Serbia

Last update: 1 month ago

The transformation of Serbia since the break-up of Yugoslavia in the 1990s has been very dynamic, to say the least. From a dictatorship heavily involved in the wars in Bosnia-Herzegovina and Kosovo bombed by NATO, via a peaceful revolution and democratization, towards a semi-authoritarian regime that has opened the EU accession negotiations in January of 2014. In April 2017, outgoing Prime Minister Alexander Vucic (Serbian Progressive Party) was elected President by obtaining 55.02% of the votes. Consequently, mainly young people took it to the streets in Belgrade to protest against, what they see, as a move towards a dictatorship in Serbia. 

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Map of Serbia

Short facts

Population:
7,098,247 million (World Bank 2015 est.)
Governmental Type:
Republic
Ruling Coalition:
SNS, SPS, SDPS, PS, PUPS
Last Elections:
2 April 2017 (presidential elections)
Next Elections:
April 2020 (parliamentary elections)
Sister Parties:
Democratic Party, (DS), Social Democratic Party (SDS)
Image of Aleksandar Vučić

Aleksandar Vučić

President

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Political Situation

Serbian transformation
Hopes were high after the citizens and social movement Otpor (Resistance) toppled the Milošević regime in 2000 without a single bullet being fired. A pro-European Democratic Opposition of Serbia (DOS) coalition took over the power and one of the main parties within that coalition, the center-left Democratic Party (DS) – remained in power for the most time until 2012. On the one hand the rule of law, freedom of the press and European integration got a tremendous boost with the downfall of the dictatorship. On the other hand, the country did not manage to develop its economy sufficiently and give hope to the young people who are leaving, while the ruling elite did not manage to change the political culture. In addition, the relations with Kosovo continued to be a political burden. Milošević’s former nationalist political partners used this disappointment to wrap themselves in a European flag and win the 2012 parliamentary and presidential elections: current Prime Minister Vučić (Serbian Progressive Party, SNS) and President Nikolić (SNS) served as, respectively, minister of information and vice-president during the Milošević regime.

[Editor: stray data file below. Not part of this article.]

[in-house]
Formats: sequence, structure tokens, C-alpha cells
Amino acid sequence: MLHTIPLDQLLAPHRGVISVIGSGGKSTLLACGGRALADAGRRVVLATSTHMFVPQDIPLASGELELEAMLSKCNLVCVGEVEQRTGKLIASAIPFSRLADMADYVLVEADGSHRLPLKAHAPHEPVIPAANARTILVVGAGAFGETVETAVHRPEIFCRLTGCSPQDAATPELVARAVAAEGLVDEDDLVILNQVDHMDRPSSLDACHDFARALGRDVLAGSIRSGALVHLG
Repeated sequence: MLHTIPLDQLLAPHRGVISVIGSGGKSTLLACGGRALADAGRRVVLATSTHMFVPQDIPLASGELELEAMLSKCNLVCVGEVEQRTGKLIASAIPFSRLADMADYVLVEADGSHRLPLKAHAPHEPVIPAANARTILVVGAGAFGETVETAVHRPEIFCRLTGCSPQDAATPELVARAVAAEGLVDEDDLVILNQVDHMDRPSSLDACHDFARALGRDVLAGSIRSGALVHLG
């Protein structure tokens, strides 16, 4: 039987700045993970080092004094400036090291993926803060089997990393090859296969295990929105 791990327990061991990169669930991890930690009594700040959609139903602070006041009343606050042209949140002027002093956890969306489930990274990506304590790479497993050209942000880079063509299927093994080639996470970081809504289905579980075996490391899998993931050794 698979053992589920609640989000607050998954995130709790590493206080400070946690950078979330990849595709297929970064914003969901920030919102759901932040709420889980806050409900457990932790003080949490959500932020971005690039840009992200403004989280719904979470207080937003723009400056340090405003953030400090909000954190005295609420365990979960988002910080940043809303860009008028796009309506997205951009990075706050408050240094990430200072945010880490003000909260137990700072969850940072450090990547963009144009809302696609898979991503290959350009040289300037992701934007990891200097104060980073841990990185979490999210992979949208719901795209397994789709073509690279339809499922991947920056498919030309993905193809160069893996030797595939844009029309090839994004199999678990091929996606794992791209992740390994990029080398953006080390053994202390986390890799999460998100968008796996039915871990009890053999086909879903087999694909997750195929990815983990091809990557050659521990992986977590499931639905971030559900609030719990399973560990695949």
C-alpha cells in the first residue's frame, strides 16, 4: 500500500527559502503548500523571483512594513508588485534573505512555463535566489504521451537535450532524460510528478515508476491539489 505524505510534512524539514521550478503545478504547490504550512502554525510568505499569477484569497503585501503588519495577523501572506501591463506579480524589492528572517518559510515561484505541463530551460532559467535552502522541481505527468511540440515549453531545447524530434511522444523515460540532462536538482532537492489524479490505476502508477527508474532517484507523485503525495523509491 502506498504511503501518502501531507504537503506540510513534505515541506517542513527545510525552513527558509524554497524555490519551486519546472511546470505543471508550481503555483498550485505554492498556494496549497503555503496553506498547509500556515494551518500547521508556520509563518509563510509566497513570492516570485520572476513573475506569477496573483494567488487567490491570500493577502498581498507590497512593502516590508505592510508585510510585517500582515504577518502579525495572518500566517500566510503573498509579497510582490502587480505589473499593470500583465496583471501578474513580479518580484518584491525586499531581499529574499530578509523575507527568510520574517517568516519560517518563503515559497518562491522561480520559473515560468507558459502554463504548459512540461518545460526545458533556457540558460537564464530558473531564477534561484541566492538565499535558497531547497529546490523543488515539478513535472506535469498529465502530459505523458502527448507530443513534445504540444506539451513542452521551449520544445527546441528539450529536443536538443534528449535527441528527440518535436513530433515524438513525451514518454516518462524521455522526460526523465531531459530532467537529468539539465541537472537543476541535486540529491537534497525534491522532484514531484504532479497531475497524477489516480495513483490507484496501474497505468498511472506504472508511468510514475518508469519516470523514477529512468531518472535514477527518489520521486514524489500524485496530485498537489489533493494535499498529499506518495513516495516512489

With nationalists back in power the rule of law and democracy regressed. Institutions are weak, not independent and distrusted by the citizens. As a consequence, citizens’ main way to participate in political life is by voting at elections. At the same time the turn-out at the elections is low: 56 percent at the 2016 elections. While the civil society is putting effort to improve the quality of democracy, the government is reluctant to engage in a dialogue with the (civil) society, framing internationally financed civil society as ‘foreign agents’. Investment in active citizenship and knowledge about the political system is lacking while these are important tools to enhance democracy. Media freedom-wise Serbia is moving in the Macedonia direction: a total control of the public broadcaster and all other major media by the government. Editors and managers from (formerly) independent media outlets are being fired, or decide to quit their job, some being afraid of verbal and physical attacks on them and their family. In addition, there is no transparency in media ownership.

EU candidate status